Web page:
The Role of Experts and Scholars in Community Conflict Resolution: A Comparative Analysis of Two Cases in China
Yang, L. (2018). The Role of Experts and Scholars in Community Conflict Resolution: A Comparative Analysis of Two Cases in China. Negotiation and Conflict Management Research, 12(1), 66-88. https://doi.org/10.1111/ncmr.12134
China, a strong government society, has experienced rapid economic development in recent years. This has led to an increase in social conflicts in the country. This article seeks to explore the different roles of parties involved in community conflict in China. Specifically, it looks at the impact experts and scholars can have on the success of conflict resolution. This article analyzes two case studies in China, one with a positive outcome and one without a positive outcome to determine the influence of third party actors.
With China’s long history of strong social government, experts and scholars (ES) have traditionally played a crucial role in conflict resolution. ES are defined in this article as individuals with extended knowledge as compared to other parties involved in the situation. In this context, ES represent a third party to a conflict and can grouped as local ES who have a personal connection to the other parties involved, or as non local ES who are often not tied to the local community involved. Further, ES are generally perceived as having some degree of social capital such as prestige, status, trust, or valued relationships. To best understand their role and impact on conflict resolution, two cases with distinct similarities and differences were analyzed.
First, the case of Taishi Village was studied by reviewing eight interviews as well as articles and other relevant documents. This case involved farmers and government officials of a local village over the issue of land use. Taishi Villagers found reserved land being used for factory construction and after their concerns over the issue were ignored, they petitioned for the removal of the Village Committee. This produced push back from the local government. Non local ES from various backgrounds took interest in the conflict and became involved which escalated the issue. This led to increased tensions, decreased trust, and complicated the issues at hand; ultimately resulting in a disadvantaged outcome for the villagers.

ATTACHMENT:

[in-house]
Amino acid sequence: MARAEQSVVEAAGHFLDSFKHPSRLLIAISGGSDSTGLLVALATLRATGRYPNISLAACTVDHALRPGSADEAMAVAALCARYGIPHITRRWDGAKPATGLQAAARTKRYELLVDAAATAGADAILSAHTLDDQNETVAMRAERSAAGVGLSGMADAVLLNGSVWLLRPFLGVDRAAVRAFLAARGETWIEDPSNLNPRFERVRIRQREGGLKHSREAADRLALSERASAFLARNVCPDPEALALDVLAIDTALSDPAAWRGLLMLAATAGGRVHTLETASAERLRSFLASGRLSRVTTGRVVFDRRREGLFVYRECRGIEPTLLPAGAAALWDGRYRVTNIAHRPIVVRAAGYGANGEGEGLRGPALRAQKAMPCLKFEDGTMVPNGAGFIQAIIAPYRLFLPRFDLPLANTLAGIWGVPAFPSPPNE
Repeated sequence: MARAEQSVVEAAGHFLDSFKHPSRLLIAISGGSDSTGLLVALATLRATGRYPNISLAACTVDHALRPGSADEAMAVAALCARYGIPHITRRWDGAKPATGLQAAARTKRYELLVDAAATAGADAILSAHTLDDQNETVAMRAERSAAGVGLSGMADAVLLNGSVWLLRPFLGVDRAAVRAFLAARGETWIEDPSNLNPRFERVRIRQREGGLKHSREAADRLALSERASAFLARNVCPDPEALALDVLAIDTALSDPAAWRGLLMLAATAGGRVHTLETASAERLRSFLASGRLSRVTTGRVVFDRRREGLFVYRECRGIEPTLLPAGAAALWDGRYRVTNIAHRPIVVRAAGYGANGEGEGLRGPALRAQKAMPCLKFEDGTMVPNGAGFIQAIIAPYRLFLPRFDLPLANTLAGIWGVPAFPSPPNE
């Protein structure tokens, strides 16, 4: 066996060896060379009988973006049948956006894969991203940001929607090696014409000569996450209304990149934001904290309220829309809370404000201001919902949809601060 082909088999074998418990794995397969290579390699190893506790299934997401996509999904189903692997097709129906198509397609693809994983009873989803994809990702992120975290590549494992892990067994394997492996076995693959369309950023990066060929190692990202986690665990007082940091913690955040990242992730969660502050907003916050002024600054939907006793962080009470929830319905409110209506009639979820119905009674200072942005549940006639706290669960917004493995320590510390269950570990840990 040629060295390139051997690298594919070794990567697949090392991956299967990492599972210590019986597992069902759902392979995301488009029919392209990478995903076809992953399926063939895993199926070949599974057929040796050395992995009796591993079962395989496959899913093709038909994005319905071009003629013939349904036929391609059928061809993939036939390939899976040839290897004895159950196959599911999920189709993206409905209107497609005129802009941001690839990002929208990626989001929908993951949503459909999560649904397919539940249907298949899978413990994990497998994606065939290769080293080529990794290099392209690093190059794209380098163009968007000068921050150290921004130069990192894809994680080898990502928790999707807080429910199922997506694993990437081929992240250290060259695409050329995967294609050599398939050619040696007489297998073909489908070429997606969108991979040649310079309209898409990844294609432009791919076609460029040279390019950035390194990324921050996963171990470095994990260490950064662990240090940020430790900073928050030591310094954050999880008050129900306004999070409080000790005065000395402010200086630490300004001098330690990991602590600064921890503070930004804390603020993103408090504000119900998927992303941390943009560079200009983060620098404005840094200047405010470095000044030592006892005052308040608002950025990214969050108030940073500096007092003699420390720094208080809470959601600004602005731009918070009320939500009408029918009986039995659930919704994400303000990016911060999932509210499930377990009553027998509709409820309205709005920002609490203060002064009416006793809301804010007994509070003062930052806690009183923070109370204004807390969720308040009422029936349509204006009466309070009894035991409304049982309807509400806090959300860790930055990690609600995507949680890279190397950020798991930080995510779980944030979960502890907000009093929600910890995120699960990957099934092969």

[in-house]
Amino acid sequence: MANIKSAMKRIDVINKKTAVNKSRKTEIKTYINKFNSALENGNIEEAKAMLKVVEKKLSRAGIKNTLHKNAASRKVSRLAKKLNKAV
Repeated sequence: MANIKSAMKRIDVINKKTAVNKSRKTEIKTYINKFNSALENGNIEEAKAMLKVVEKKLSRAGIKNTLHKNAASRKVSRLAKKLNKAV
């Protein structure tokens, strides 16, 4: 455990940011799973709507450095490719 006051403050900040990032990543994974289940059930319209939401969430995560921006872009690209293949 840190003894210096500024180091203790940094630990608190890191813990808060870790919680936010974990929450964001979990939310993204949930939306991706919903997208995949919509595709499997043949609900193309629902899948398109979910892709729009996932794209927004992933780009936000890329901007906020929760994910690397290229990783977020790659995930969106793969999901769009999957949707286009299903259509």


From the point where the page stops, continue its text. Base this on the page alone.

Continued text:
Next, the case of Gaolaiwang Village was studied by reviewing over 30 interviews with local villagers and two ES that were involved. Similarly, this case involved local villagers and local government over the issue of land use. Conversely, the ES involved in this case were local to the community and had grown up in the village before leaving for university. The ES had a level of trust with the locals and a personal stake in the situation unlike the previous case. The ES were able to provide cooperative strategies and advice to the locals while working with officials and demonstrating an understanding of their point of view. In the end, the ES were able to facilitate a compromise between the villagers and the local government. This resulted in a much more successful outcome for both sides, as compared to the first case.
Comparing these two cases allowed for a discussion over both the similarities and differences, as highlighted by the overall success of the outcome. A significant difference was the role of the ES. Researchers have found that ES can be divided into four main roles. They can provide information, act as leaders or organizers for the villagers, act as agents for the government, or pursue an agenda for self-interest. In the Taishi Village case, the ES had lower levels of social capital related to trust and personal stake in the conflict. This resulted in the ES acting solely as information providers and in self-interest. In the Gaolaiwang Village case, the ES were locals which provided them with a significantly higher level of trust with both the local villagers and government. Their role to both parties was as information providers, as well as leaders to the villagers and agents to the government. Additionally, the ES were also able to pursue their own self-interest through gaining prestige through their contributions.
This article provides a new perspective to the role of ES in social conflict resolution. ES with high social capital, such as trust, are often able to act in all four roles, while ES with low social capital, are more likely to act only as information providers and self-interest pursuers. Higher levels of social capital can often be linked to ES that are local to the community as opposed to non-locals who do not have the same level of trust and prestige with the parties involved. Therefore, it was found that ES with high social capital are more likely to resolve conflicts that benefit both parties. Further, this shows that expert knowledge in itself is only part of what makes an ES relevant to successful conflict resolution.